This article studies the use of livestock dung in the social and ecological context of pastoralism in the Tyva Republic, Inner Asia. In steppe ecologies, livestock dung, depending on its (mis)management, can be a valuable resource or a threat to animals’ health and herders’ well-being. Its use is embedded in the relationships between herder-livestock communities and landscapes, which are sentient and superordinate. Utilizing dung for household needs is simultaneously a form of care for livestock and a method of balancing the relationship with sentient homelands.

Open access

Prospects of Development for Urban Areas in the Russian Arctic

Igor Popov

Abstract

The development of the Arctic was an important political and economic topic of the Soviet Union. This urbanization activity declined dramatically in the economic and political chaos of the 1990s, although some positive transformations have been seen in the new millennium. This article examines whether the colonization of the Russian Arctic will follow Soviet-era plans or the region will remain scarcely populated in the near future. The history and methods of urbanization in the Russian Arctic have been analyzed in order to better shed light on this question.

Open access

Revisitations

Jenanne Ferguson

It is often challenging to find the strands that connect articles in a given issue of a small yet heavily interdisciplinary regional studies journal. Yet I often marvel at how certain themes emerge time and time again. This issue is random at first glance; the topics are individually diverse when compared, but it is mostly their perennially significant nature within our region that makes them similar. Therefore, in this first issue of Sibirica's twenty-first volume, I found that a theme of revisiting (and rethinking) came to the fore. The four articles included here all revisit key themes in Siberian studies—from human-animal interconnectedness and bear ceremonialism to state-instituted identity categories and urbanization—from fresh perspectives.

Open access

Valuing Difference

Bear Ceremonialism, the Eastern Khanty, and Cultural Variation among Ob-Ugrians

Andrew Wiget and Olga Balalaeva

Abstract

This article draws on a large archive of original video documentation to complement ethnographic literature to provide the first description of modern Eastern Khanty bear ceremonialism and locate it in relation to the traditions of other Ob-Ugrian groups. The comparative analysis of Ob-Ugrian bear ceremonial traditions underscores fundamental differences in the function of such ceremonies, highlights foundational elements of local group identity, and suggests ways in which Ob-Ugrian groups interacted with adjacent populations.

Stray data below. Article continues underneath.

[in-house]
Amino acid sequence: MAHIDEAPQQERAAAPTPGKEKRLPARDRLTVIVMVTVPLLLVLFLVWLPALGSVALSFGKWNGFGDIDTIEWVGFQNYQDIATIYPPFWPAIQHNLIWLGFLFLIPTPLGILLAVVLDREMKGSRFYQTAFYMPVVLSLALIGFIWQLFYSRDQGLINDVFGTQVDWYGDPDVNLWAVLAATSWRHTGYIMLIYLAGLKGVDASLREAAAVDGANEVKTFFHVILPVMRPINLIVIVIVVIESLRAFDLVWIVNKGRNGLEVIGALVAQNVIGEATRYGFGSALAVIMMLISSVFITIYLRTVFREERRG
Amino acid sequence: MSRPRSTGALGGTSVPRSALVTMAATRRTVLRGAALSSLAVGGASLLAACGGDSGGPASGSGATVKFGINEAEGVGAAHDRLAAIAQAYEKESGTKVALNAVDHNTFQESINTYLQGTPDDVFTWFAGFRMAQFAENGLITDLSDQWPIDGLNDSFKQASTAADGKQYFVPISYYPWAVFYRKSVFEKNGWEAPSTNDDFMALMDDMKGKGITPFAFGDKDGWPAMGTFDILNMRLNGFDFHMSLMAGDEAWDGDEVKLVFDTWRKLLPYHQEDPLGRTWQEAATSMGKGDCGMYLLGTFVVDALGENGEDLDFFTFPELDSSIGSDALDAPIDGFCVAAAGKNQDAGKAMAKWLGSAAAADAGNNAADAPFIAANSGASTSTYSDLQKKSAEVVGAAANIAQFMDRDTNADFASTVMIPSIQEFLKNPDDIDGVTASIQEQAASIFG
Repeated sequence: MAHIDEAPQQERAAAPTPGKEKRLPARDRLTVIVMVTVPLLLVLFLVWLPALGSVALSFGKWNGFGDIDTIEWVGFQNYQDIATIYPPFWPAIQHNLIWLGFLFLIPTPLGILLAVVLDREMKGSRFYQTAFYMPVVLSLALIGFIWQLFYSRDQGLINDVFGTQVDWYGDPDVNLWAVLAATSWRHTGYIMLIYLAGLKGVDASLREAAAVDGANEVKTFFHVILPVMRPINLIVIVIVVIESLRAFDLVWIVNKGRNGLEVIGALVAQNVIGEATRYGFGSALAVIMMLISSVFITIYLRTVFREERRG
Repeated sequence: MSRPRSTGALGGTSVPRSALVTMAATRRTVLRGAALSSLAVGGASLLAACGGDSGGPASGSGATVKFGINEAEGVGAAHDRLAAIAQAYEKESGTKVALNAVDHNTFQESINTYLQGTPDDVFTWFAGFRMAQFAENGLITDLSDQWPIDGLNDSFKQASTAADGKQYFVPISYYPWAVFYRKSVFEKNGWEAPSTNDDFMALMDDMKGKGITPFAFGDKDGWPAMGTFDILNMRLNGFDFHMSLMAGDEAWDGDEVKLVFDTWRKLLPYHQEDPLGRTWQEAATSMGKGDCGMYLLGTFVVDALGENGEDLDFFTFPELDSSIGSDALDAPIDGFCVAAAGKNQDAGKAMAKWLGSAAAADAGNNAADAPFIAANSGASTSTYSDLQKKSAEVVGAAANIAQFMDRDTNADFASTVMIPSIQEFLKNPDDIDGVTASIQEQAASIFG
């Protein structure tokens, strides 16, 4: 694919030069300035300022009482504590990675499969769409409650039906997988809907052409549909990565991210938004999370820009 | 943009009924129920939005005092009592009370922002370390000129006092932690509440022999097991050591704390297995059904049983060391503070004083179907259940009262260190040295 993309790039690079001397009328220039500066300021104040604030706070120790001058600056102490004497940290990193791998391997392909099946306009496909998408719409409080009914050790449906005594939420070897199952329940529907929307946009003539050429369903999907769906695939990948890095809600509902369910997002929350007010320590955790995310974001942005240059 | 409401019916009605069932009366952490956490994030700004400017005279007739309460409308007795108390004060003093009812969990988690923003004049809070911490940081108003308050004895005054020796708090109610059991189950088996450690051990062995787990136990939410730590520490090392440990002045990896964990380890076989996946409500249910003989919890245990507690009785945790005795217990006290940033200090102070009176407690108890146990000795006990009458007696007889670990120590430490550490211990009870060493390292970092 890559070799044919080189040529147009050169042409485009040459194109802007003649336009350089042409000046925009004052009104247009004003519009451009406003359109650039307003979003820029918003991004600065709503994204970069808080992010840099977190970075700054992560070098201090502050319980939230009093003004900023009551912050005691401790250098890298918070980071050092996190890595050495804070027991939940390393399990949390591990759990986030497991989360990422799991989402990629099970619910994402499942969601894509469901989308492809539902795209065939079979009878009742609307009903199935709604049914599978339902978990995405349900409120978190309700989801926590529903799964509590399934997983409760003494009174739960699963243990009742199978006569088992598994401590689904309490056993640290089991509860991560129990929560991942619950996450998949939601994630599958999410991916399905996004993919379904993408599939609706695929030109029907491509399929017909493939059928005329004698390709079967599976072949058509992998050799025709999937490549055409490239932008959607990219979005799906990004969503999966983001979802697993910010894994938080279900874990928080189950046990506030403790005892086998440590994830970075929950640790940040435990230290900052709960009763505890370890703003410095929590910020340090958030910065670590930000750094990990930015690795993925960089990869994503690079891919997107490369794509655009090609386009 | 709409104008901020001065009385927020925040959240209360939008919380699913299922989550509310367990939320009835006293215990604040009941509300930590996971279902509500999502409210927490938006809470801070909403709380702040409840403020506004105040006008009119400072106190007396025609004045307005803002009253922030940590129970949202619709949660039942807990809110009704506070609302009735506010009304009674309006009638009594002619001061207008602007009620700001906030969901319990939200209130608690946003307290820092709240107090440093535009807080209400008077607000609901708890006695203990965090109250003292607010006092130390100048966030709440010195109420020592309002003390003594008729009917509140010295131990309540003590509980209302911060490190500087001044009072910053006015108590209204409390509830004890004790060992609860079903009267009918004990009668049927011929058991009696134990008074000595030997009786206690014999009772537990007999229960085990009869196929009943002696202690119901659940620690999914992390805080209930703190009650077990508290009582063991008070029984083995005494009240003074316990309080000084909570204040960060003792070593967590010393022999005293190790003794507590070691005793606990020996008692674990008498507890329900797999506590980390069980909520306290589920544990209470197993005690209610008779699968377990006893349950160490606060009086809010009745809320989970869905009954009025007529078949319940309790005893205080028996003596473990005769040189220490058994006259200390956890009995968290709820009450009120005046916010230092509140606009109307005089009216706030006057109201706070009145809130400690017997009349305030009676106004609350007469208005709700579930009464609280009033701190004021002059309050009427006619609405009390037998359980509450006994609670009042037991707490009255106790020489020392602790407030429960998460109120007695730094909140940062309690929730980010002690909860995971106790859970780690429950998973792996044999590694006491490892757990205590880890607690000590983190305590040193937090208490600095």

Open access

Manly Merchants

Commerce, Mobility and Masculinity among Afghan Traders in Eurasia

Magnus Marsden

Abstract

This article explores intersections between masculinity, mobility, generation and commerce through the everyday lives of Afghan men who make up trading networks that are active across Eurasia. It is based on ethnographic fieldwork among Afghan traders in Ukraine's port city of Odessa and in the international trading city of Yiwu in China. Building on recent work in anthropology concerning the ‘emergent’ nature of Middle Eastern masculinities, the article brings attention to the flexible and adaptable nature of the notions of masculinity held and performed by mobile Afghan traders. It emphasises the need for such conceptions of masculinity to be treated historically and draws attention to the forms of caregiving that are especially important to the traders’ intimate lives and self-understandings. The article also highlights the significance of complex notions of trust both to the traders’ articulation of conceptions of manliness and to their everyday modes of securing a livelihood.